I didn't follow the link. However, I'd like to try and clear up some things.
The state being save isn't your appliction's code state. Its the state that faces retains. You need to read the chapter on this in whichever book you have (buy a book, if you have not. JSF in Action or the O'reilly book I'd recommend). Basically, jsf builds its own interface components, and these bind to values and functions on your objects. When it saves state, its saving its own objects' state. Your objects' state is up to you. If you use session scope, your objects stick around, but you need to be careful with sessions.
As for benefit of client vs. server, there's no clear winner. If there were, there would probably be only one option.
Session: keeps state on server, which reduces network traffic and processing when rebuilding state. Can't use back button, and when developing you can run into some strange issues.
Client: Can use the back button. A little more consistant for development. Increases network traffic to write state to client, and processing when submitted.
Personally, I use client state. This is due entirely to the back button issue. In version 1.2, there is supposed to be some better back button support. I haven't read much on this, but I think it only keeps your app consistant. It doesn't actually make the back button 'work' with server state. For internal applications I might wind up using server, as I can dictate how the application is used. For external applications, I'd probably go with client. Its hard to tell customers that they can't use a back button or refresh. Imagine Dell telling you can only use your new computer's mouse on Tuesday's. Its not that bad, but its not the best conversation.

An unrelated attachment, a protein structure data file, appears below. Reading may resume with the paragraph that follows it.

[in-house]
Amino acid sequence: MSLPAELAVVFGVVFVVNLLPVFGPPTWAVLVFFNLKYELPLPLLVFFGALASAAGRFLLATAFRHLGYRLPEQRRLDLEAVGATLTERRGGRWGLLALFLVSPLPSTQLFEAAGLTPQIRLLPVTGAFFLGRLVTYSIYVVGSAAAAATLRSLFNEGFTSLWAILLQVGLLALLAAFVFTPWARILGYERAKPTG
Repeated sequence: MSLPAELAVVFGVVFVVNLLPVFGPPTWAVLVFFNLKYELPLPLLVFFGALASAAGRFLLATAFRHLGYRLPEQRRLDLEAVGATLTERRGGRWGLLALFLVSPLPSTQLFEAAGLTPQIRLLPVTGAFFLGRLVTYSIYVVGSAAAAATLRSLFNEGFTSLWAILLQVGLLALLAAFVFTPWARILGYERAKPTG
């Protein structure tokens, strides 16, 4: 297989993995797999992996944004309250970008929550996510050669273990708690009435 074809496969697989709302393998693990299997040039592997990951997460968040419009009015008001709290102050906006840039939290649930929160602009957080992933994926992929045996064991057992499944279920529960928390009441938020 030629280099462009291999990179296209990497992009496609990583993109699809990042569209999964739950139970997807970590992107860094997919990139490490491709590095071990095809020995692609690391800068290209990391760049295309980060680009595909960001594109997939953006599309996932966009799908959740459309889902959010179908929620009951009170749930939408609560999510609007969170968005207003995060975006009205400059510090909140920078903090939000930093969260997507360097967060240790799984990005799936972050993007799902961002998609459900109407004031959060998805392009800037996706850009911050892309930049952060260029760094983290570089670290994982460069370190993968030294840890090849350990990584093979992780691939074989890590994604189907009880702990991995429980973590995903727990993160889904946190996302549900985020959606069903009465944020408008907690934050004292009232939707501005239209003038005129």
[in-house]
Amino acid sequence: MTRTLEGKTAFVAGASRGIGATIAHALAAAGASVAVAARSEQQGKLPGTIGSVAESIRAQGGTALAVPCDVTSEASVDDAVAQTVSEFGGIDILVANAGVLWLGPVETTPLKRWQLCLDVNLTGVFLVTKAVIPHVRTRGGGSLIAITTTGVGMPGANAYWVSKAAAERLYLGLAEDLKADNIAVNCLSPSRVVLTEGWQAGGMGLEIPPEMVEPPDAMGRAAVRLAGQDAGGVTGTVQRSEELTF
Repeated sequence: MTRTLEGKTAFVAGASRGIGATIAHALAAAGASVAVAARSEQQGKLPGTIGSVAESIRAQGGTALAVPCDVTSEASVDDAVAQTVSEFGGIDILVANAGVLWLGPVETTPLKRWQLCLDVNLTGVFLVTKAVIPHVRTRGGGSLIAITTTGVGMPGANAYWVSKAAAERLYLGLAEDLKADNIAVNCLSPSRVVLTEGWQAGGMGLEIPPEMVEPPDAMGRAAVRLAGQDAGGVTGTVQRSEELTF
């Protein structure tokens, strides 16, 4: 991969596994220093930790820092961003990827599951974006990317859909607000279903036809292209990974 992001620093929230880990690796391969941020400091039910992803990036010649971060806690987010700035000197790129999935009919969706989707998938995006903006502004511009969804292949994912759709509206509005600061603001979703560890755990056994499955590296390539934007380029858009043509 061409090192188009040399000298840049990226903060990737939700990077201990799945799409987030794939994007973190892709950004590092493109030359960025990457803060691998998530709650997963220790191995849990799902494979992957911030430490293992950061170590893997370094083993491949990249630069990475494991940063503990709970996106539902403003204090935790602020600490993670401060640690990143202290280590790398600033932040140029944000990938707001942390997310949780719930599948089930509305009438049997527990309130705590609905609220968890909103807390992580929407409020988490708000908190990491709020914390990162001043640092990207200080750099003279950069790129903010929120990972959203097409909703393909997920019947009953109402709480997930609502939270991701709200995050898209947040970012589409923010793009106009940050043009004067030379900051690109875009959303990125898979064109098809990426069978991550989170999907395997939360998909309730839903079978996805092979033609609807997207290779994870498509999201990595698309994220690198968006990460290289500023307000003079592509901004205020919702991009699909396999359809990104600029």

We got into a performance discussion when talking about this not too long ago. I think that if you're building an app for huge numbers of concurrent users, or a big public site, and your screens are going to be critical path, JSF might not be the best thing for you. For the other 99.99% of applications out there, some performance hit might be eclipsed by the development time savings.
However, the jury is still out as to if you'll be more productive with JSF. I'm still figuring that out...